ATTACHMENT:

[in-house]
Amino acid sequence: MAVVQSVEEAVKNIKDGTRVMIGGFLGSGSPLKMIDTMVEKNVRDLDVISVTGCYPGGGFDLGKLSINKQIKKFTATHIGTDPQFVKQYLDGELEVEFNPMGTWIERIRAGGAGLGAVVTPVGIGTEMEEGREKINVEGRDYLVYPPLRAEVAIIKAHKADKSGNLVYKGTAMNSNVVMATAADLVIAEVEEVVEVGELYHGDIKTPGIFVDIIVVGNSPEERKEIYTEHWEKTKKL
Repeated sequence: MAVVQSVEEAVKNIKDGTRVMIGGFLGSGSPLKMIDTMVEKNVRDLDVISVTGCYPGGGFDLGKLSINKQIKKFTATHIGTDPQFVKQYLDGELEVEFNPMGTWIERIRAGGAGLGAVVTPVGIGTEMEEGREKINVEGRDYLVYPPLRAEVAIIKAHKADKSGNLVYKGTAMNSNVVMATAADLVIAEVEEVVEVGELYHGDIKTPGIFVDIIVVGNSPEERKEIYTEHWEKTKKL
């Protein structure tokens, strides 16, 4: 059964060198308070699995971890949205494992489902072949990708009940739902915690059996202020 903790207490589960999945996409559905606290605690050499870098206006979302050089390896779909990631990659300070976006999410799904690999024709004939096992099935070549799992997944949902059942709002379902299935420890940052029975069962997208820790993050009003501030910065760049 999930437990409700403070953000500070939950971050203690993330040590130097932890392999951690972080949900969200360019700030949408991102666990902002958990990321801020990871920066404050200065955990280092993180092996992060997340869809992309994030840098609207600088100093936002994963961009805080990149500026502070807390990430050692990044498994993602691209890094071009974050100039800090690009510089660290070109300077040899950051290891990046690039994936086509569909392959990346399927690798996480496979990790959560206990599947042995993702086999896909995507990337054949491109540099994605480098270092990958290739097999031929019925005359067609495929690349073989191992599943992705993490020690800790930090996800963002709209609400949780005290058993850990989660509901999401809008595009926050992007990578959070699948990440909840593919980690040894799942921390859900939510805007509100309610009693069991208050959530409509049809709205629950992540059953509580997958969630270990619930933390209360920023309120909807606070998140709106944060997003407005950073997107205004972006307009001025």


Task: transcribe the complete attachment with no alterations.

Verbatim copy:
[in-house]
Amino acid sequence: MAVVQSVEEAVKNIKDGTRVMIGGFLGSGSPLKMIDTMVEKNVRDLDVISVTGCYPGGGFDLGKLSINKQIKKFTATHIGTDPQFVKQYLDGELEVEFNPMGTWIERIRAGGAGLGAVVTPVGIGTEMEEGREKINVEGRDYLVYPPLRAEVAIIKAHKADKSGNLVYKGTAMNSNVVMATAADLVIAEVEEVVEVGELYHGDIKTPGIFVDIIVVGNSPEERKEIYTEHWEKTKKL
Repeated sequence: MAVVQSVEEAVKNIKDGTRVMIGGFLGSGSPLKMIDTMVEKNVRDLDVISVTGCYPGGGFDLGKLSINKQIKKFTATHIGTDPQFVKQYLDGELEVEFNPMGTWIERIRAGGAGLGAVVTPVGIGTEMEEGREKINVEGRDYLVYPPLRAEVAIIKAHKADKSGNLVYKGTAMNSNVVMATAADLVIAEVEEVVEVGELYHGDIKTPGIFVDIIVVGNSPEERKEIYTEHWEKTKKL
């Protein structure tokens, strides 16, 4: 059964060198308070699995971890949205494992489902072949990708009940739902915690059996202020 903790207490589960999945996409559905606290605690050499870098206006979302050089390896779909990631990659300070976006999410799904690999024709004939096992099935070549799992997944949902059942709002379902299935420890940052029975069962997208820790993050009003501030910065760049 999930437990409700403070953000500070939950971050203690993330040590130097932890392999951690972080949900969200360019700030949408991102666990902002958990990321801020990871920066404050200065955990280092993180092996992060997340869809992309994030840098609207600088100093936002994963961009805080990149500026502070807390990430050692990044498994993602691209890094071009974050100039800090690009510089660290070109300077040899950051290891990046690039994936086509569909392959990346399927690798996480496979990790959560206990599947042995993702086999896909995507990337054949491109540099994605480098270092990958290739097999031929019925005359067609495929690349073989191992599943992705993490020690800790930090996800963002709209609400949780005290058993850990989660509901999401809008595009926050992007990578959070699948990440909840593919980690040894799942921390859900939510805007509100309610009693069991208050959530409509049809709205629950992540059953509580997958969630270990619930933390209360920023309120909807606070998140709106944060997003407005950073997107205004972006307009001025």